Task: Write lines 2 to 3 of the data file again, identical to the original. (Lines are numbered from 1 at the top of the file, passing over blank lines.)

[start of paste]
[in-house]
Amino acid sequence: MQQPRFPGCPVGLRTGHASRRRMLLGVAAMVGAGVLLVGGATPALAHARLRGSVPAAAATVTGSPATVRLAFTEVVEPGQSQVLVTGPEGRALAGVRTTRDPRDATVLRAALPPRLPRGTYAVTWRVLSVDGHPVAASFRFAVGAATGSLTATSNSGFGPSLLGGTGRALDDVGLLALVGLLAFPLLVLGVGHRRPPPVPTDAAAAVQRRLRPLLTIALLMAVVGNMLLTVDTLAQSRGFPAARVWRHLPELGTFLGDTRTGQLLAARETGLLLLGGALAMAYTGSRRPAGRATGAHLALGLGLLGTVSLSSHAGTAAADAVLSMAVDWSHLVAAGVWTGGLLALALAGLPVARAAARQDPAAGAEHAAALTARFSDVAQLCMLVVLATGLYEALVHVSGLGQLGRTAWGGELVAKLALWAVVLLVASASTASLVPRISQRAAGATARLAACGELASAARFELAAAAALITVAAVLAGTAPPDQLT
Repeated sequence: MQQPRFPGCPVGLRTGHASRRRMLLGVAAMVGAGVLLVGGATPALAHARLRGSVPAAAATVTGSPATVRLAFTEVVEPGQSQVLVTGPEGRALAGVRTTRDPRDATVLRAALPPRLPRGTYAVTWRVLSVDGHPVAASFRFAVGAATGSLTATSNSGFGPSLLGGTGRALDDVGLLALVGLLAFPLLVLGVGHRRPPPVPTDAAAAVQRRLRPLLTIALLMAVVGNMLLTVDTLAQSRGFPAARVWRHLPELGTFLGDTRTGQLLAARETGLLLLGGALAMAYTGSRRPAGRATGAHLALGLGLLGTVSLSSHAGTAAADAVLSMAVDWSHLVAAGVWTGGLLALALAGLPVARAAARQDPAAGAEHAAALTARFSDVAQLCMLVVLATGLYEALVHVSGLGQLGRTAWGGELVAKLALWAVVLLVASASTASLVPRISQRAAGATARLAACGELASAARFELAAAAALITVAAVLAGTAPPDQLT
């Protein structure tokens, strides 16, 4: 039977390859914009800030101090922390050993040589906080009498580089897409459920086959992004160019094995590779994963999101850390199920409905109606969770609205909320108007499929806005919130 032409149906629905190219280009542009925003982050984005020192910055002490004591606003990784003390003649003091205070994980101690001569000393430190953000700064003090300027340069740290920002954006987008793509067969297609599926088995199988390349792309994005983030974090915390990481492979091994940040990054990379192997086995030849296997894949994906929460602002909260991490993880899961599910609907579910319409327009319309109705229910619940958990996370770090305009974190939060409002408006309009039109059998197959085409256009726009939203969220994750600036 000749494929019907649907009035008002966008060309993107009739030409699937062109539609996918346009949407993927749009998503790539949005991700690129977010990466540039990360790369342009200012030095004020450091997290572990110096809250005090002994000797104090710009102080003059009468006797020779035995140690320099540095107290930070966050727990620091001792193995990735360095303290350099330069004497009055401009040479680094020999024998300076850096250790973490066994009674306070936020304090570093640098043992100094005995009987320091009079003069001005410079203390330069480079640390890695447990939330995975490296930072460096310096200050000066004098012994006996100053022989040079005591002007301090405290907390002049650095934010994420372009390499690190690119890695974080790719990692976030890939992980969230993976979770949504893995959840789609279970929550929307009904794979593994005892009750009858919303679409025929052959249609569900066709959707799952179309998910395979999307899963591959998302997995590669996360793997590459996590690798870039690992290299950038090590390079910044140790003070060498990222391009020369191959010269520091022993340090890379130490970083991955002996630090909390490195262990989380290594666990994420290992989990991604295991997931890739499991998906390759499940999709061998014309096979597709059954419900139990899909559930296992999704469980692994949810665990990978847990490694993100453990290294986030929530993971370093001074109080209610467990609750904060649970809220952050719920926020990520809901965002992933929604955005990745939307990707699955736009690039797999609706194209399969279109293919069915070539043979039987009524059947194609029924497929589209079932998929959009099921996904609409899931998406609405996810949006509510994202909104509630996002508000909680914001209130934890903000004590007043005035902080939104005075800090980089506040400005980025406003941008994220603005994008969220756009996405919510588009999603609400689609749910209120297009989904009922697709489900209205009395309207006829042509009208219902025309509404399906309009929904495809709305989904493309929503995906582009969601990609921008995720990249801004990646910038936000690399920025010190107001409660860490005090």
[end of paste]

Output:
Amino acid sequence: MQQPRFPGCPVGLRTGHASRRRMLLGVAAMVGAGVLLVGGATPALAHARLRGSVPAAAATVTGSPATVRLAFTEVVEPGQSQVLVTGPEGRALAGVRTTRDPRDATVLRAALPPRLPRGTYAVTWRVLSVDGHPVAASFRFAVGAATGSLTATSNSGFGPSLLGGTGRALDDVGLLALVGLLAFPLLVLGVGHRRPPPVPTDAAAAVQRRLRPLLTIALLMAVVGNMLLTVDTLAQSRGFPAARVWRHLPELGTFLGDTRTGQLLAARETGLLLLGGALAMAYTGSRRPAGRATGAHLALGLGLLGTVSLSSHAGTAAADAVLSMAVDWSHLVAAGVWTGGLLALALAGLPVARAAARQDPAAGAEHAAALTARFSDVAQLCMLVVLATGLYEALVHVSGLGQLGRTAWGGELVAKLALWAVVLLVASASTASLVPRISQRAAGATARLAACGELASAARFELAAAAALITVAAVLAGTAPPDQLT
Repeated sequence: MQQPRFPGCPVGLRTGHASRRRMLLGVAAMVGAGVLLVGGATPALAHARLRGSVPAAAATVTGSPATVRLAFTEVVEPGQSQVLVTGPEGRALAGVRTTRDPRDATVLRAALPPRLPRGTYAVTWRVLSVDGHPVAASFRFAVGAATGSLTATSNSGFGPSLLGGTGRALDDVGLLALVGLLAFPLLVLGVGHRRPPPVPTDAAAAVQRRLRPLLTIALLMAVVGNMLLTVDTLAQSRGFPAARVWRHLPELGTFLGDTRTGQLLAARETGLLLLGGALAMAYTGSRRPAGRATGAHLALGLGLLGTVSLSSHAGTAAADAVLSMAVDWSHLVAAGVWTGGLLALALAGLPVARAAARQDPAAGAEHAAALTARFSDVAQLCMLVVLATGLYEALVHVSGLGQLGRTAWGGELVAKLALWAVVLLVASASTASLVPRISQRAAGATARLAACGELASAARFELAAAAALITVAAVLAGTAPPDQLT